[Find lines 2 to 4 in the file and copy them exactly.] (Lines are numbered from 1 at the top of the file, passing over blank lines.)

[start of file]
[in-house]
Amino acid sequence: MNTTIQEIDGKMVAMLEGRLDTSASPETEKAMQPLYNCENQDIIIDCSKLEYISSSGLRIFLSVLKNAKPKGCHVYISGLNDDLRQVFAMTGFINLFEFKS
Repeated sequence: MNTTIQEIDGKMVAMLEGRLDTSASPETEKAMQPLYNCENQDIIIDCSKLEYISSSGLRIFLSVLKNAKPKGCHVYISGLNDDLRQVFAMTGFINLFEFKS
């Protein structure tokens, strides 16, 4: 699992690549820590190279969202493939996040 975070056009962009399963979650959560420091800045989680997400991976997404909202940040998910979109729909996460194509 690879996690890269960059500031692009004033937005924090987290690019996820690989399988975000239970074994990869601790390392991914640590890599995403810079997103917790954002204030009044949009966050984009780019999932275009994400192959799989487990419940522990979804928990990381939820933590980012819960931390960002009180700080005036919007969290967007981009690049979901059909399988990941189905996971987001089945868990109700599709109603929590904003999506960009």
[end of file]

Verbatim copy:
Amino acid sequence: MNTTIQEIDGKMVAMLEGRLDTSASPETEKAMQPLYNCENQDIIIDCSKLEYISSSGLRIFLSVLKNAKPKGCHVYISGLNDDLRQVFAMTGFINLFEFKS
Repeated sequence: MNTTIQEIDGKMVAMLEGRLDTSASPETEKAMQPLYNCENQDIIIDCSKLEYISSSGLRIFLSVLKNAKPKGCHVYISGLNDDLRQVFAMTGFINLFEFKS
């Protein structure tokens, strides 16, 4: 699992690549820590190279969202493939996040 975070056009962009399963979650959560420091800045989680997400991976997404909202940040998910979109729909996460194509 690879996690890269960059500031692009004033937005924090987290690019996820690989399988975000239970074994990869601790390392991914640590890599995403810079997103917790954002204030009044949009966050984009780019999932275009994400192959799989487990419940522990979804928990990381939820933590980012819960931390960002009180700080005036919007969290967007981009690049979901059909399988990941189905996971987001089945868990109700599709109603929590904003999506960009």